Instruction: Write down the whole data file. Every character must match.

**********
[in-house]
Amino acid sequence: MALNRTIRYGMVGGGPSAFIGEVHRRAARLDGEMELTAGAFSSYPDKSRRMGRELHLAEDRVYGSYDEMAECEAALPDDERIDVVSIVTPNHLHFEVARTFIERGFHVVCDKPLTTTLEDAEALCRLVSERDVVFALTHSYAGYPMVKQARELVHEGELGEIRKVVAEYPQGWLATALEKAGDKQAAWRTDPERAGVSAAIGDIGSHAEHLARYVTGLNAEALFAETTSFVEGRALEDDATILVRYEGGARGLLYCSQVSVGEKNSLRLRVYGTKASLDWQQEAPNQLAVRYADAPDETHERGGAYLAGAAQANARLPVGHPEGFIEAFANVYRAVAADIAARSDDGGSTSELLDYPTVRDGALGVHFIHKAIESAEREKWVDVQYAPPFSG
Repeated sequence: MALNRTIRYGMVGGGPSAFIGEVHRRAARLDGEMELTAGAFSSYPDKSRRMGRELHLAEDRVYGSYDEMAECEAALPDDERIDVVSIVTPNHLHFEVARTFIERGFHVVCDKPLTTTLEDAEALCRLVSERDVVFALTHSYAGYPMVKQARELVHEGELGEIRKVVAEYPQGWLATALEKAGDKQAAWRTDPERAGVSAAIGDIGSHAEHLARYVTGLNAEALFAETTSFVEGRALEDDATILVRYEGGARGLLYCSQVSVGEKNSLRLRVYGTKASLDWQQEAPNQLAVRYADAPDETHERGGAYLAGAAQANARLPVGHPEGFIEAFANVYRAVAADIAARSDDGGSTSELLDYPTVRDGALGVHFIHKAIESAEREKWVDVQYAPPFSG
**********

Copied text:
[in-house]
Amino acid sequence: MALNRTIRYGMVGGGPSAFIGEVHRRAARLDGEMELTAGAFSSYPDKSRRMGRELHLAEDRVYGSYDEMAECEAALPDDERIDVVSIVTPNHLHFEVARTFIERGFHVVCDKPLTTTLEDAEALCRLVSERDVVFALTHSYAGYPMVKQARELVHEGELGEIRKVVAEYPQGWLATALEKAGDKQAAWRTDPERAGVSAAIGDIGSHAEHLARYVTGLNAEALFAETTSFVEGRALEDDATILVRYEGGARGLLYCSQVSVGEKNSLRLRVYGTKASLDWQQEAPNQLAVRYADAPDETHERGGAYLAGAAQANARLPVGHPEGFIEAFANVYRAVAADIAARSDDGGSTSELLDYPTVRDGALGVHFIHKAIESAEREKWVDVQYAPPFSG
Repeated sequence: MALNRTIRYGMVGGGPSAFIGEVHRRAARLDGEMELTAGAFSSYPDKSRRMGRELHLAEDRVYGSYDEMAECEAALPDDERIDVVSIVTPNHLHFEVARTFIERGFHVVCDKPLTTTLEDAEALCRLVSERDVVFALTHSYAGYPMVKQARELVHEGELGEIRKVVAEYPQGWLATALEKAGDKQAAWRTDPERAGVSAAIGDIGSHAEHLARYVTGLNAEALFAETTSFVEGRALEDDATILVRYEGGARGLLYCSQVSVGEKNSLRLRVYGTKASLDWQQEAPNQLAVRYADAPDETHERGGAYLAGAAQANARLPVGHPEGFIEAFANVYRAVAADIAARSDDGGSTSELLDYPTVRDGALGVHFIHKAIESAEREKWVDVQYAPPFSG